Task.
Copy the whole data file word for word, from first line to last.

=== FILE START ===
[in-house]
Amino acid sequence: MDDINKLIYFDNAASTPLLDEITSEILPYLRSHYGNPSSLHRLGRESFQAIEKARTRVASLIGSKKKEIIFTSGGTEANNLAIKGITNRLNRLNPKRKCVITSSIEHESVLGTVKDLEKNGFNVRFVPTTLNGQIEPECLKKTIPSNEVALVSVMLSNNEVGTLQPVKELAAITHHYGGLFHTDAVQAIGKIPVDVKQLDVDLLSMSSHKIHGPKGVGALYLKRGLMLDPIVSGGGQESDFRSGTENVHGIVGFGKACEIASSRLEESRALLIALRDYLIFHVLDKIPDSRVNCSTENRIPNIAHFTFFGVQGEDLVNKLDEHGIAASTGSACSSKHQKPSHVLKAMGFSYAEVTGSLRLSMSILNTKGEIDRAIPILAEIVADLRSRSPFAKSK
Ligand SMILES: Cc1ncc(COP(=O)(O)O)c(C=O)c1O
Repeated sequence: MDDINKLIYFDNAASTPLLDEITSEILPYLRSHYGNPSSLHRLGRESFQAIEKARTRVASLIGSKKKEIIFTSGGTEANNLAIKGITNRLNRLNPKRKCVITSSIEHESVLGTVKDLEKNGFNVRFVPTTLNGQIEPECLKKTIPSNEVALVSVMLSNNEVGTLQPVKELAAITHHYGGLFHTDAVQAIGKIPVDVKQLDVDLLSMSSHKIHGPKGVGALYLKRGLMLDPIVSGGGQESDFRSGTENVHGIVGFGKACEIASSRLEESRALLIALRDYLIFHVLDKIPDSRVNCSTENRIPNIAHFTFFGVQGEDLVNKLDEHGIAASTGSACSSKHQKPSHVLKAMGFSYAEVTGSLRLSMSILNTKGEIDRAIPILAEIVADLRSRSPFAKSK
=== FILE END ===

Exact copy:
[in-house]
Amino acid sequence: MDDINKLIYFDNAASTPLLDEITSEILPYLRSHYGNPSSLHRLGRESFQAIEKARTRVASLIGSKKKEIIFTSGGTEANNLAIKGITNRLNRLNPKRKCVITSSIEHESVLGTVKDLEKNGFNVRFVPTTLNGQIEPECLKKTIPSNEVALVSVMLSNNEVGTLQPVKELAAITHHYGGLFHTDAVQAIGKIPVDVKQLDVDLLSMSSHKIHGPKGVGALYLKRGLMLDPIVSGGGQESDFRSGTENVHGIVGFGKACEIASSRLEESRALLIALRDYLIFHVLDKIPDSRVNCSTENRIPNIAHFTFFGVQGEDLVNKLDEHGIAASTGSACSSKHQKPSHVLKAMGFSYAEVTGSLRLSMSILNTKGEIDRAIPILAEIVADLRSRSPFAKSK
Ligand SMILES: Cc1ncc(COP(=O)(O)O)c(C=O)c1O
Repeated sequence: MDDINKLIYFDNAASTPLLDEITSEILPYLRSHYGNPSSLHRLGRESFQAIEKARTRVASLIGSKKKEIIFTSGGTEANNLAIKGITNRLNRLNPKRKCVITSSIEHESVLGTVKDLEKNGFNVRFVPTTLNGQIEPECLKKTIPSNEVALVSVMLSNNEVGTLQPVKELAAITHHYGGLFHTDAVQAIGKIPVDVKQLDVDLLSMSSHKIHGPKGVGALYLKRGLMLDPIVSGGGQESDFRSGTENVHGIVGFGKACEIASSRLEESRALLIALRDYLIFHVLDKIPDSRVNCSTENRIPNIAHFTFFGVQGEDLVNKLDEHGIAASTGSACSSKHQKPSHVLKAMGFSYAEVTGSLRLSMSILNTKGEIDRAIPILAEIVADLRSRSPFAKSK